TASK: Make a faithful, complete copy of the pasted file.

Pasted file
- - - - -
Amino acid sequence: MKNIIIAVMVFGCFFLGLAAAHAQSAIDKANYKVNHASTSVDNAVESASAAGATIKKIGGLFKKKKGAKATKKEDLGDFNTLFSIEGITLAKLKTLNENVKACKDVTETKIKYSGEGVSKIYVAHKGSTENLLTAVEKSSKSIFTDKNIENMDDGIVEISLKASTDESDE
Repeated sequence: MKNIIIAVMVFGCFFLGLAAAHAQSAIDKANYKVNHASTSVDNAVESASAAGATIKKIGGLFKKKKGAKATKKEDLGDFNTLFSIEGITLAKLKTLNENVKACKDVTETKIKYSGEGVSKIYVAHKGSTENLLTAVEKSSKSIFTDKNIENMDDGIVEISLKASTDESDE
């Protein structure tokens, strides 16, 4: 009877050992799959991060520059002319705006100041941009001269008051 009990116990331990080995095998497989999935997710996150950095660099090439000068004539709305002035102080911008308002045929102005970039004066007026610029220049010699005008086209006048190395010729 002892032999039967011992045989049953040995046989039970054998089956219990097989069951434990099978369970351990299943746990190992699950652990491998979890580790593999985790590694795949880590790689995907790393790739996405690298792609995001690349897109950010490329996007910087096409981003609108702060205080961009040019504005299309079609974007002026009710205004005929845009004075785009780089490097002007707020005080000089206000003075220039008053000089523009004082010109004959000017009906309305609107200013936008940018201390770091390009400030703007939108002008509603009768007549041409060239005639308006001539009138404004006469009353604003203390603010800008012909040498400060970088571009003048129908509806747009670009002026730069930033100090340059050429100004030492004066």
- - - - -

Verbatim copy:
Amino acid sequence: MKNIIIAVMVFGCFFLGLAAAHAQSAIDKANYKVNHASTSVDNAVESASAAGATIKKIGGLFKKKKGAKATKKEDLGDFNTLFSIEGITLAKLKTLNENVKACKDVTETKIKYSGEGVSKIYVAHKGSTENLLTAVEKSSKSIFTDKNIENMDDGIVEISLKASTDESDE
Repeated sequence: MKNIIIAVMVFGCFFLGLAAAHAQSAIDKANYKVNHASTSVDNAVESASAAGATIKKIGGLFKKKKGAKATKKEDLGDFNTLFSIEGITLAKLKTLNENVKACKDVTETKIKYSGEGVSKIYVAHKGSTENLLTAVEKSSKSIFTDKNIENMDDGIVEISLKASTDESDE
């Protein structure tokens, strides 16, 4: 009877050992799959991060520059002319705006100041941009001269008051 009990116990331990080995095998497989999935997710996150950095660099090439000068004539709305002035102080911008308002045929102005970039004066007026610029220049010699005008086209006048190395010729 002892032999039967011992045989049953040995046989039970054998089956219990097989069951434990099978369970351990299943746990190992699950652990491998979890580790593999985790590694795949880590790689995907790393790739996405690298792609995001690349897109950010490329996007910087096409981003609108702060205080961009040019504005299309079609974007002026009710205004005929845009004075785009780089490097002007707020005080000089206000003075220039008053000089523009004082010109004959000017009906309305609107200013936008940018201390770091390009400030703007939108002008509603009768007549041409060239005639308006001539009138404004006469009353604003203390603010800008012909040498400060970088571009003048129908509806747009670009002026730069930033100090340059050429100004030492004066």